The Level I course at T. Scarlet Jory's school of magic and Wicca will teach you things like magic and its laws and ethics, how to adorn altars, who the gods and goddesses are, elementary first aid and how to sort your laundry.
That's right. Scarlet thinks people involved in magic (or magick, as Pagans often spell it) need to be centred and grounded. Particularly young people who want to rush into casting spells.
"If you can't live your own life, how can you help somebody else?" asks Theresa Jory, as she is also known. So the 18-week Level 1 course at the Crescent Moon School of Magic and Wicca, which she founded in 1995, places as much emphasis on basic life skills, and on techniques like creative expression and relaxation, as on more exotic lore.
Scarlet, 31, has studied magic and Wicca since she was 14. She told me the course, which attracts about 10 students each fall and spring, is "a lot like school."
That's impressive, considering some of the students are carrying full course loads in universities or CEGEPs.
Does this remind you of Hogwarts, the school where J.K. Rowling's Harry Potter learns the magical arts? Scarlet acknowledges the Potter phenomenon and other "Hollywood hype" are among reasons magic and Paganism have been enjoying "exponential growth." The women's and environmental movements also contribute to its growth, because they share similar values.
(One indication: 21,080 Canadians identified themselves as Pagan or Wiccan in the 2001 census, about 0.1 per cent of the population but up 281 per cent from 1991. The Quebec total of 1,330 was up 533 per cent.)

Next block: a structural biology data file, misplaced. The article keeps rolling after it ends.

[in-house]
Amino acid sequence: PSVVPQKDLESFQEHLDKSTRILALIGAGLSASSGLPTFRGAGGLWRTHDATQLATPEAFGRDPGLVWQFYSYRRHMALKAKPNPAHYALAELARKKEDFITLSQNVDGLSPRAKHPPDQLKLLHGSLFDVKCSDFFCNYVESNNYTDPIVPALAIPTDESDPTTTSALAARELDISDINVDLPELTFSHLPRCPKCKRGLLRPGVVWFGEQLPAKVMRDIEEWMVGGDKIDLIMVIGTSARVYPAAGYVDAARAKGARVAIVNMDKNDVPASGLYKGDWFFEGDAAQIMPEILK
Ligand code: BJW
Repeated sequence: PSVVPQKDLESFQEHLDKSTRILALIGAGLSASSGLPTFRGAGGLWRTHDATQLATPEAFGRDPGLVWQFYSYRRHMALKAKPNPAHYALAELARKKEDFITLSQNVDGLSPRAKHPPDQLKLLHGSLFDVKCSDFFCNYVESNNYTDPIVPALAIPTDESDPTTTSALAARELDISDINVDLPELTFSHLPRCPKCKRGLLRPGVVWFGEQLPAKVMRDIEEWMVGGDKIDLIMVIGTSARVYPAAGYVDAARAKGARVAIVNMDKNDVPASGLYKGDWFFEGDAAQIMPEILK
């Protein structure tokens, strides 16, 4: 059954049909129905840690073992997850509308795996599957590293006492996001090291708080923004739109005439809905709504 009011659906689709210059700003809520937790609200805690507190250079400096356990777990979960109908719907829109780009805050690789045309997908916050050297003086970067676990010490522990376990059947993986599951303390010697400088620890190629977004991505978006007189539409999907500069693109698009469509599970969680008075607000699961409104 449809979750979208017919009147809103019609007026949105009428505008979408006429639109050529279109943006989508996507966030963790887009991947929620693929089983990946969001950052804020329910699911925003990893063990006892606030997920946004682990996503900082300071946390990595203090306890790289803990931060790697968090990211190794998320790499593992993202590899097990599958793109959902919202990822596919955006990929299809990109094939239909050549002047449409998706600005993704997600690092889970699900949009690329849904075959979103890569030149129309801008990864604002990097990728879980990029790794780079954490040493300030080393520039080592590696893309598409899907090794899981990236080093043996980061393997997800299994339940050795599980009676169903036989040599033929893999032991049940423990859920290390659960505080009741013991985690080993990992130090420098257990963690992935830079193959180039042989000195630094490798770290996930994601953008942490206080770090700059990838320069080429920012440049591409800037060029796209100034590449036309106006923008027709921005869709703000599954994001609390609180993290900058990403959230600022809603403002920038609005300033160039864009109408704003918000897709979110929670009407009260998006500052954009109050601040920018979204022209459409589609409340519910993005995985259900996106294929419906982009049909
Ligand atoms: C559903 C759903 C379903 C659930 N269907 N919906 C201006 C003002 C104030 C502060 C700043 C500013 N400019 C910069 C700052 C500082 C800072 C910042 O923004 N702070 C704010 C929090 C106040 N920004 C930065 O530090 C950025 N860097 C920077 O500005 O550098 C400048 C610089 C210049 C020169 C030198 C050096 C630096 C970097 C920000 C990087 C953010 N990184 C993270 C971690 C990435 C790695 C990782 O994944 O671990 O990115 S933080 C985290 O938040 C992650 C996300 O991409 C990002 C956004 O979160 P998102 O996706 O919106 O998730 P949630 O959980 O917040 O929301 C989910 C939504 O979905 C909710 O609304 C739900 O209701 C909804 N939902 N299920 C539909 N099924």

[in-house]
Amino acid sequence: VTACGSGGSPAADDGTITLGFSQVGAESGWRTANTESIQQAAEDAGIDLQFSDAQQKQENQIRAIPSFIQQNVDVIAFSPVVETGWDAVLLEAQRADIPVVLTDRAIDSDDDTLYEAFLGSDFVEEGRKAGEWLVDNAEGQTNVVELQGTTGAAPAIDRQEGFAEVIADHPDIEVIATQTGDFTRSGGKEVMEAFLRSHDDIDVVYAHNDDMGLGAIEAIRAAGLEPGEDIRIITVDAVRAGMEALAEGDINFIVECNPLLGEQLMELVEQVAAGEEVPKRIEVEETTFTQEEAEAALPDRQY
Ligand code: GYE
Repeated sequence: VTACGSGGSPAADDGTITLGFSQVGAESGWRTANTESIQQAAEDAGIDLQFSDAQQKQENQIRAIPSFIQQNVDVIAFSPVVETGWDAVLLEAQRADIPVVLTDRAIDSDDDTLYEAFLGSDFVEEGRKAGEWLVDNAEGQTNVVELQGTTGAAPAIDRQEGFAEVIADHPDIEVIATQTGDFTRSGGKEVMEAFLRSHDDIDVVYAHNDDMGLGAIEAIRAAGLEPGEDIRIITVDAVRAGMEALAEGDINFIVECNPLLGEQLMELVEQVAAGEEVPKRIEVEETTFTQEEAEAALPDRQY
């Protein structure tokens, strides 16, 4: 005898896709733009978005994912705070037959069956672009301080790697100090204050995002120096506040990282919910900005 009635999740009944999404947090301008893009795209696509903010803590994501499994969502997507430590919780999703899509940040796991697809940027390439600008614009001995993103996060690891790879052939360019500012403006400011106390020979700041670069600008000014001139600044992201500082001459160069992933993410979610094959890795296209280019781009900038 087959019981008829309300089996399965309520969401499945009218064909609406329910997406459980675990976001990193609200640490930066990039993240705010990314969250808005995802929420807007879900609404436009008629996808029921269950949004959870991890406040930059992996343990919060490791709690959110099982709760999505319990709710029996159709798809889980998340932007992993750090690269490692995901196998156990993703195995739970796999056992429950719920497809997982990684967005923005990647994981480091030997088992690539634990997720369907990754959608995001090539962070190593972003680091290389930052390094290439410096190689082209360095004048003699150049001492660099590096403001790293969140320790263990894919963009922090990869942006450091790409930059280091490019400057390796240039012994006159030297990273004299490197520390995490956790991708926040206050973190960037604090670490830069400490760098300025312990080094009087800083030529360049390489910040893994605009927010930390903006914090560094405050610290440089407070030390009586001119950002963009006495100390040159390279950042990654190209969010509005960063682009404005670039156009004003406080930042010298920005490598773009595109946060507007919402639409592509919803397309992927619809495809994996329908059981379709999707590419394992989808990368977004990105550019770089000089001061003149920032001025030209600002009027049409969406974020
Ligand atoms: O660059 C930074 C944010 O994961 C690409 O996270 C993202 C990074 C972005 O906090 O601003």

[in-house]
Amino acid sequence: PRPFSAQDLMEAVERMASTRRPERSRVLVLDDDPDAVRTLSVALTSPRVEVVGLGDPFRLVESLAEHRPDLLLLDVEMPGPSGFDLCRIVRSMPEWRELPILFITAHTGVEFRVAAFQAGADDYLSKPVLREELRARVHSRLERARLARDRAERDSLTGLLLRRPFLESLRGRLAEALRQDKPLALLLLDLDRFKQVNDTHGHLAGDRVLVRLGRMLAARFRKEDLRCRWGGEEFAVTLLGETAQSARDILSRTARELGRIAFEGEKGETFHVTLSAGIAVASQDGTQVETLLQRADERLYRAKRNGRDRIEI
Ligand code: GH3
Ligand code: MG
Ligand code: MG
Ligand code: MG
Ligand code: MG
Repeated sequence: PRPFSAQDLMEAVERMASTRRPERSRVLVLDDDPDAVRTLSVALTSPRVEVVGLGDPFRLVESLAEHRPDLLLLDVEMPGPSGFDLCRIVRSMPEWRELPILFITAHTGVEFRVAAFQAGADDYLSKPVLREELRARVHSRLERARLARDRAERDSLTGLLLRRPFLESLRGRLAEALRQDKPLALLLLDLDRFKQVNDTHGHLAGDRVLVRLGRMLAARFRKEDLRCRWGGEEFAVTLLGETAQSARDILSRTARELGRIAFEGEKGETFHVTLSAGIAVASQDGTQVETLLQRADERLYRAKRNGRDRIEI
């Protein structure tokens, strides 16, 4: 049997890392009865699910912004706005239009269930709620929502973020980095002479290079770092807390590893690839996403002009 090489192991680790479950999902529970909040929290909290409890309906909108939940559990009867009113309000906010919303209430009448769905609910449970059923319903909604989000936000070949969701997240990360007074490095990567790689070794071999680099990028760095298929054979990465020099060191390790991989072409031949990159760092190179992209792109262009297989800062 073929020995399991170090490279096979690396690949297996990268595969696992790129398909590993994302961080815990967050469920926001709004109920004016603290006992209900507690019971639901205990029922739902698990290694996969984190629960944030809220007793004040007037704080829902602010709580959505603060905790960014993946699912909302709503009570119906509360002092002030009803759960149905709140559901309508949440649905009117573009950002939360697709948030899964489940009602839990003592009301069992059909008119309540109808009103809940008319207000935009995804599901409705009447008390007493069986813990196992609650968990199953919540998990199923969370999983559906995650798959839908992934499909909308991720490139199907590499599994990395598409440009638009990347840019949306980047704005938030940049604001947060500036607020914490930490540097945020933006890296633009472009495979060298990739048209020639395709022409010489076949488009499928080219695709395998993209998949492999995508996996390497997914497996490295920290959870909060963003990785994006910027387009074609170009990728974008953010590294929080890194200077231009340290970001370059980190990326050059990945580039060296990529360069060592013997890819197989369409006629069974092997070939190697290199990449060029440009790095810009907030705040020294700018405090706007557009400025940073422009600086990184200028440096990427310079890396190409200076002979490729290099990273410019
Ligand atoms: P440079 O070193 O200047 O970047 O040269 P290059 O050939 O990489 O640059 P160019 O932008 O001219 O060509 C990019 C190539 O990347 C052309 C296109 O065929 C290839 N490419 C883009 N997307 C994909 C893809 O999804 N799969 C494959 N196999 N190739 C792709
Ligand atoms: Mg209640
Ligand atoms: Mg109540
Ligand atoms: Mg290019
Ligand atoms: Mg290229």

The emphasis on discipline and structure reflects what Scarlet sees as a recent trend in Paganism, which in its present form stems largely from the writings of the Englishman Gerald Brosseau Gardner (1884 -1964).
True, the roots of modern, capital-P Paganism - more precisely, neo-Paganism - go back to the dawn of history and earlier. But no one really knows what ancient witches and other pagans did. (Wicca is one of several neo-Pagan branches, or "practices.") Today's Pagans seek to re-create ancient traditions for today's world.
"In the last couple of years, there has been a huge push toward community service and interconnection," she said.
Scarlet was a founder of the Concordia University Pagan Society in 1994 and the Montreal Pagan Resource Centre in 2001. She isn't a full member of the small French-language group called the Église Wiccanne du Québec that got a government charter this fall, but considers that event another milestone.
Pagan groups in Montreal get a lot of support from Le Mélange Magique, a store at 1928 Ste. Catherine St. W., which specializes in Pagan books, ritual objects and so on. Among other things, it provides the meeting space of the Resource Centre and the Crescent Moon School.
Scarlet said she's a Wiccan of the Black Forest Tradition, based in Harrisburg, Pa., which specializes in training people to serve their local Pagan communities as "clergy." (The tradition is Celtic in inspiration and has no particular connection with the Black Forest in Germany).
Scarlet, who has a bachelor's degree in classics and anthropology from Concordia, is now working on a religion degree. To fulfill one requirement, she is studying issues of legal recognition facing neo-Pagans.
These days, she and other Pagans are in a busy round of activities for the annual festival of Samhain, which more or less corresponds in timing and significance to Halloween. Among public events for the occasion are two Samhain fairs, one from 10 a.m. to 6 p.m. Thursday, organized by the Concordia University Pagan Society at the university's Hall Building, 1455 de Maisonneuve Blvd. W., and the other from noon to 5 p.m. on Sunday, Nov. 1, organized by the Resource Centre in its quarters off Le Mélange Magique.